Well, are they? Over a wide range of fall distances, impact surfaces, character sizes, etc.? I dunno. But here’s one interesting piece of data – an expert’s claim, anyway – that we can use to match one real-life situation against the results generated by an RPG simulation, and see how the two compare.
So go get your favorite GURPS characters, nonchalantly lead them to the rooftop of a four-story building, and push them off! Let’s see how many survive.
Falls and the LD50
The AV Club article “Allow this trauma surgeon to ruin a few of your favorite action scenes” introduces a video in which trauma physician Dr. Spiros Frangos reality-checks the hurts he sees in movies.
Case in point: When Tom Cruise drove his car off of a parking garage floor in Mission Impossible: Ghost Protocol, Dr. Frangos says the character should not have walked away easily (if ever). Maybe. This is actually a hard one to call, as it’s an unusual fall, what with the car and seat belt and air bag and all that.
But for the far more common case of a fall victim who’s not handily ensconsed in a steel cocoon, the good doctor points us to “LD50”, or the “height at which 50% of patients are likely to die” – and names 48 feet (16 yards), or about 4 stories, as the LD50 height. (And how was this information obtained? Anecdotally and not experimentally, we hope!)
That’s something we can place up against game rules! We’ll have to make assumptions, of course; namely, that the data behind the LD50 claim represents people of all ages and sizes, and thus “average” people overall. Which means we’ll be dropping an average HP 10, HT 10 GURPS character, with no special traits assumed. We’ll also have to ignore real-life complications for which we don’t have information – e.g., to what extent the fatality statistics are lessened by landings on softer surfaces, or are worsened by head-first impacts (something not explicitly made an outcome in GURPS rules). And on the game rules side, we’ll ignore the complications of mortal wound results (which make proximity of medical care a factor) and optional rules like bleeding.
Those considerable caveats notwithstanding, where damage and death are concerned, this LD50 stat sounds like one of the cleanest claims we could test in-game.
So what’s the damage?
Turning to Basic Set 431 . . . Hey, this is easier than I expected! That page’s example of a fall does all the work for us. It uses an HP 10 victim (“Bill”) and a fall of 17 yards, which yields the same damage as the 16-yard fall that we want.
Bill meets the ground at 19 yards/second, which would be (10 x 19)/100 = 1.9d damage – but hard pavement doubles that to 3.8 damage, which rounds up to 4d crushing
That’s an average of only 14 damage, though. Subtracted from HP 10, our own Bill is left at HP -4 – he’s hurt badly, unconscious, and just plain out of action, but not dead. A very high damage roll could kill him, but we’re surely not getting our LD50 with this fall. (A fall onto soft ground, meanwhile, isn’t likely to even render Bill unconscious!)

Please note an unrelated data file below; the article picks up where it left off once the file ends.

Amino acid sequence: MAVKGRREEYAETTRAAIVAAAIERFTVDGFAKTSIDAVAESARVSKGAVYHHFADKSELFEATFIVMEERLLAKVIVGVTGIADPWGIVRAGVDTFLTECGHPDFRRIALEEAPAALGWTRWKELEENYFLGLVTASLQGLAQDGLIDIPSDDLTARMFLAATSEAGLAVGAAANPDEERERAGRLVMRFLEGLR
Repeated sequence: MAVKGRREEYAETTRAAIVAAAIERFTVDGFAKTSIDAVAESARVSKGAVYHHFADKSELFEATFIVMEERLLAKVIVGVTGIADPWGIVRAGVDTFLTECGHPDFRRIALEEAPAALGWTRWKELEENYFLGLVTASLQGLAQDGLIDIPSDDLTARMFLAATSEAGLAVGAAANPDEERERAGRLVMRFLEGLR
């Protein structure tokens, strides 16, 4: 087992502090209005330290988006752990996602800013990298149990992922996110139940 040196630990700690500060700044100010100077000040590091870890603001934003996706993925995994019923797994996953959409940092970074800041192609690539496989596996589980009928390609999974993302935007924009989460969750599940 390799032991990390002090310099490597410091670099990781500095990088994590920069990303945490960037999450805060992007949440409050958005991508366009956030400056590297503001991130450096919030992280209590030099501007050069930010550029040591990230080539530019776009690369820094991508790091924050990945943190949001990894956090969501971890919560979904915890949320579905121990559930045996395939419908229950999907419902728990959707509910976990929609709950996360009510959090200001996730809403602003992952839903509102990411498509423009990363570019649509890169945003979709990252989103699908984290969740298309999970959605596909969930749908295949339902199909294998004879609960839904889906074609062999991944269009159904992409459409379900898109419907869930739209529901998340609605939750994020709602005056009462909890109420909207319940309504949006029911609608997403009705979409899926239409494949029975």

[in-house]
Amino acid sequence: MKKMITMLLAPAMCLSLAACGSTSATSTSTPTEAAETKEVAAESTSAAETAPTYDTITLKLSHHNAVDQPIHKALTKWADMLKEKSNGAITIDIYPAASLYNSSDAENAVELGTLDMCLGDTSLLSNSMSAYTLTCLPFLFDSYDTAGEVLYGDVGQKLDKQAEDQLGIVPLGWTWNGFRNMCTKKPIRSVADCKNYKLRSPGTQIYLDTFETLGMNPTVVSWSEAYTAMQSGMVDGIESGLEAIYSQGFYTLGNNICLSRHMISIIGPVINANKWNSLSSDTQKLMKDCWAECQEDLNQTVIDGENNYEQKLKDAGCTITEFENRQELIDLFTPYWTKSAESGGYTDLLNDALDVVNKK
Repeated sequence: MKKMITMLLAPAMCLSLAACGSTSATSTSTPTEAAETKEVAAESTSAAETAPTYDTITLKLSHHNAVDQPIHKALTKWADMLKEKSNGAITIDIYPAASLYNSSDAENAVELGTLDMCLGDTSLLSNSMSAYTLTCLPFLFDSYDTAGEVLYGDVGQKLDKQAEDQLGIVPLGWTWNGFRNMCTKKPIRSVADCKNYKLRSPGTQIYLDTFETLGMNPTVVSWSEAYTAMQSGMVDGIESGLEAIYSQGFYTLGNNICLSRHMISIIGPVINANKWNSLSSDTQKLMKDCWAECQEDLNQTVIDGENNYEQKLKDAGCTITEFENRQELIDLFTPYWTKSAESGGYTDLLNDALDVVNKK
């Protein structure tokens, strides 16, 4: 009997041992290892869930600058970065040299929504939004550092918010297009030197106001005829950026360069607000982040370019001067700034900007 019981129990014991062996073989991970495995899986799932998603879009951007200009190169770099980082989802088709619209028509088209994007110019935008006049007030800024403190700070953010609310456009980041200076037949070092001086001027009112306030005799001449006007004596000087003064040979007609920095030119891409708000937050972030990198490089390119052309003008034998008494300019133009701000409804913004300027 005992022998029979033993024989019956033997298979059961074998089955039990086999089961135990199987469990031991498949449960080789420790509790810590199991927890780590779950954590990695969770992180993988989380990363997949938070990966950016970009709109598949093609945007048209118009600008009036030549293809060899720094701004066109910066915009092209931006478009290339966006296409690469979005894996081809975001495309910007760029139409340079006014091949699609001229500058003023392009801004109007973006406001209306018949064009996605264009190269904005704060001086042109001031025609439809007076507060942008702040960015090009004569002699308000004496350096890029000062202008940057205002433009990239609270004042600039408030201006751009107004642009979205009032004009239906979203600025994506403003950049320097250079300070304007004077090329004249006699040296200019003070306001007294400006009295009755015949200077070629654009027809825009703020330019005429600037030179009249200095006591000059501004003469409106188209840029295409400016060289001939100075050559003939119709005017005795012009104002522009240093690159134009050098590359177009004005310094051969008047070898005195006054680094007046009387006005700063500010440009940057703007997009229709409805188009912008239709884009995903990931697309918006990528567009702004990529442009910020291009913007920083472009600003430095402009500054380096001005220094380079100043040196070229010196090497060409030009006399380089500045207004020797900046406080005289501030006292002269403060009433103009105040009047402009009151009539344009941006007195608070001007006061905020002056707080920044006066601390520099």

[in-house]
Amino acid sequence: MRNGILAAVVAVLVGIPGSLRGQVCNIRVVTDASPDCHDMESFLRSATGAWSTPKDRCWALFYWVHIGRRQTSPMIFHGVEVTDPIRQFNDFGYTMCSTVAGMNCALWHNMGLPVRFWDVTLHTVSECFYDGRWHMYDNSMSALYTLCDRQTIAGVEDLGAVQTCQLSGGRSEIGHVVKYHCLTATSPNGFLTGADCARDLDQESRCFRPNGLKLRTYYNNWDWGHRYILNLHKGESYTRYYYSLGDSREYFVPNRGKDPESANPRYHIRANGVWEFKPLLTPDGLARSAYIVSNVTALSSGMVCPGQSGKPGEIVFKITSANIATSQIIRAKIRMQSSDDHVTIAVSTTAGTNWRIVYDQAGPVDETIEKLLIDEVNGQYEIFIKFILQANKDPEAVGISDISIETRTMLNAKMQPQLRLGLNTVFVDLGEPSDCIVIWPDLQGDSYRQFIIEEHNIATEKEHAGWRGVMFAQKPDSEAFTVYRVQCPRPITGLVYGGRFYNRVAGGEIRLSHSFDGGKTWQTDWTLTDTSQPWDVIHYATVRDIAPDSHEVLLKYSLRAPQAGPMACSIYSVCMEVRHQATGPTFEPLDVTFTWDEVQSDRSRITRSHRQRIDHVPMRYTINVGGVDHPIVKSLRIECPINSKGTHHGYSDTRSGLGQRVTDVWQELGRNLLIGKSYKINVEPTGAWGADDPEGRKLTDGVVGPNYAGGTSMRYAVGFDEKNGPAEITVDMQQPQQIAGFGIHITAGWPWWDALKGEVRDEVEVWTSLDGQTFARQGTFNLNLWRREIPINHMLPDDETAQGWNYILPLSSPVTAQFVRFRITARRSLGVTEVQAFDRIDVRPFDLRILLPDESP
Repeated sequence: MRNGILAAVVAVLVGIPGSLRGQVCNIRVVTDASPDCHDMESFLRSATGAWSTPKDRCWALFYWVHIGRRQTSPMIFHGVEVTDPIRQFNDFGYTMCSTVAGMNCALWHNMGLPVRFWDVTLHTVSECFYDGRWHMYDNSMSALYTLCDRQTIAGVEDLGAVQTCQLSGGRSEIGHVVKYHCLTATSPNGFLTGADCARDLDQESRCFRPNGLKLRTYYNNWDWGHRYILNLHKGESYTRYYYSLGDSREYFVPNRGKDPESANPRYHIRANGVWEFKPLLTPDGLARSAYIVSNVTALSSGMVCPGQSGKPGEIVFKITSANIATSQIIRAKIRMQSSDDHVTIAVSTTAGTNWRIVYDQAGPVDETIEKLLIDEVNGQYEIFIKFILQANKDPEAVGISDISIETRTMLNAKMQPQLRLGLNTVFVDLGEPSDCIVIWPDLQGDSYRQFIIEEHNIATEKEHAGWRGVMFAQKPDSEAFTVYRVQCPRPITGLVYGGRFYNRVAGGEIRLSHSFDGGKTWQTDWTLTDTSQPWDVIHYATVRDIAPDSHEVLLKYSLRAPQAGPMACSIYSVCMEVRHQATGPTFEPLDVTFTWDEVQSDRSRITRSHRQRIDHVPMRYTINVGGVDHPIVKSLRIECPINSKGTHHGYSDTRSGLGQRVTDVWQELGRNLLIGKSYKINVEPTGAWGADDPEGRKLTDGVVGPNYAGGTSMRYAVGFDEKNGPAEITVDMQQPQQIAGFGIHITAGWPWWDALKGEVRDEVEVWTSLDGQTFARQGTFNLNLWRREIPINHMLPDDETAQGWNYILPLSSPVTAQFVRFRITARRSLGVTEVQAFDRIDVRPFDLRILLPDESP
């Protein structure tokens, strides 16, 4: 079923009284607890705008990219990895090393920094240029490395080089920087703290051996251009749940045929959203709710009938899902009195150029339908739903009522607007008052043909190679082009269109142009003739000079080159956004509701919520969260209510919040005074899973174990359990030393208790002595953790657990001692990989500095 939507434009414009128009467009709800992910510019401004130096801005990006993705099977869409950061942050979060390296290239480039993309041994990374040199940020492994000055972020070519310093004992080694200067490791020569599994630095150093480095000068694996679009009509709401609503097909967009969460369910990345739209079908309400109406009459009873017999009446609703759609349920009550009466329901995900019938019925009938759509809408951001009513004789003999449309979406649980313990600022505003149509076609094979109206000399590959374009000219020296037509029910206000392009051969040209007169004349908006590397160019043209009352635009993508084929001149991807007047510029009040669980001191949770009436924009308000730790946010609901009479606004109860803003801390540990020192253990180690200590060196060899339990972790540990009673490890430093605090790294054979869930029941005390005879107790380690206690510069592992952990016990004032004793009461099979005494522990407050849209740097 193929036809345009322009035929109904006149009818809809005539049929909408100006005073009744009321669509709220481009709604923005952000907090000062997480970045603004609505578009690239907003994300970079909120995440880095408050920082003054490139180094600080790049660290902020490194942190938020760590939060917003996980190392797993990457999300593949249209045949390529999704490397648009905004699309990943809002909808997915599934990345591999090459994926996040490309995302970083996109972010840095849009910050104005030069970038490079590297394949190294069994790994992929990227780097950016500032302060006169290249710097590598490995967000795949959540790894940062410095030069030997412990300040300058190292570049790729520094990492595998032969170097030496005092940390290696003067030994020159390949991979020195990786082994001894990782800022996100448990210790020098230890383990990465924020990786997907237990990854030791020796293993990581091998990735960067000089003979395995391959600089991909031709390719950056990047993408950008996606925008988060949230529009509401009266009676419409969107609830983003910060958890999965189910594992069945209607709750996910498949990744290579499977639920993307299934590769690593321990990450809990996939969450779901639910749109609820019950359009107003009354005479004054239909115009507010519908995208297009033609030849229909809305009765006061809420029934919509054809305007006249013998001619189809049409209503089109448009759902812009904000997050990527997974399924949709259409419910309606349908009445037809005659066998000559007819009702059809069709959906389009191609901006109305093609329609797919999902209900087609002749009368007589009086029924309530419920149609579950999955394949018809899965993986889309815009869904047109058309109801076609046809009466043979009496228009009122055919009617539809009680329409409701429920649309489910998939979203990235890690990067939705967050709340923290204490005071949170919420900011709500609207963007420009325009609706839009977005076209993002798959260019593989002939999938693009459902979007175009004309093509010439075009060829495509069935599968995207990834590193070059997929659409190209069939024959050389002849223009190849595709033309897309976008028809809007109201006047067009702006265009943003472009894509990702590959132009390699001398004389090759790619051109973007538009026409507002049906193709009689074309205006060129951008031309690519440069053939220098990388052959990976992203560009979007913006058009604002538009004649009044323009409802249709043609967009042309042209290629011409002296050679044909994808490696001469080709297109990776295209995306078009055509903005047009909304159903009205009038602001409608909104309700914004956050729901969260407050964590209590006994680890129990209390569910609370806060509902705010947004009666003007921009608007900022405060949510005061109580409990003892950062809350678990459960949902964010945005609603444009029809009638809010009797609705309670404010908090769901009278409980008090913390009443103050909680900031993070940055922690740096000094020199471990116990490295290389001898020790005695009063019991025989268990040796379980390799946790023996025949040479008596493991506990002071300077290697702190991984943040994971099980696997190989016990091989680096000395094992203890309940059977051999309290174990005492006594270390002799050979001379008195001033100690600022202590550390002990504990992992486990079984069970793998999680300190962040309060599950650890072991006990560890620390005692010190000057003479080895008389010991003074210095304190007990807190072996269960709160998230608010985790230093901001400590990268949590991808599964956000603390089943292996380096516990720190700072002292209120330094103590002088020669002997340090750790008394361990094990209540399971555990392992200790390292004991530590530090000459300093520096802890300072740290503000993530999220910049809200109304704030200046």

Dialing up the hurt
So, what adjustment would make a GURPS 16-yard fall better match reality? At least another 50% damage, I’d think. If the GURPS rules meted out 6d damage for this fall, our Bill would take an average 21 damage – just enough to push him over the negative HP line, and thus forced to make a death roll. Which, at HT 10, means a 50/50 chance of dying – exactly what LD50 calls for.
But that’s still a bit low, as nearly half of those 6d damage rolls will fail to reach Bill’s death roll threshold. (We’re only looking at a rough LD25 or so here.) Perhaps 7d is better, yielding an average 24.5 damage and placing Bill’s HP neatly between -1xHP and -2xHP – solid “roll HT or die” territory. Low damage rolls will still fall under the death check threshold, but equally high damage rolls will force two death rolls. On balance, it sounds like we’re giving Bill a proper coin-toss chance at future adventures.
I’ll leave it to anyone interested to fiddle with the exact distribution of results and come up with a precise calculation of the damage dice that would yield a perfect 50/50 chance of survival in this fall. (Edit 2019-06-02: See the comments for a good argument that +100% damage does the job properly.) I’ll just eyeball things with this: At least where 4- to 5-story falls are concerned, if GURPS boosts its hard-surface fall damage by at least 50%, and as much as 100%, the results would enter the ballpark of this doctor’s claim about LD50 height. As it is, GURPS awards relatively low damage in this fall, perhaps as low as half what it (arguably) should be.
But that’s not too shabby, as RPG simulation goes! This lowballing of damage is even a welcome thing for PC survival, as they scale cliffs, leap chasms, and wage battles on rooftops. Sure, it means the bad guys also get off a bit easy when the PCs toss them off of heights – but a dropped mook who’s “merely” knocked out is still out of the fight (and is soon out of it for good, if the PCs are vengeful “finish the job” types).
Well. That was mildly amusing, if not terribly useful. Heading back to the good doctor, I like how he ends the video:
As a trauma surgeon, when I go to the movies, I’m always thinking about the realism of particular injuries, to the fact that sometimes it ruins the movie for me.
I think we can appreciate that! Because as a gamer, when I go to the movies, I’m always (well, often) thinking about how the screen action maps to game simulation. To the extent that even a discussion about movie action gets me rolling dice in my head.
You too, maybe?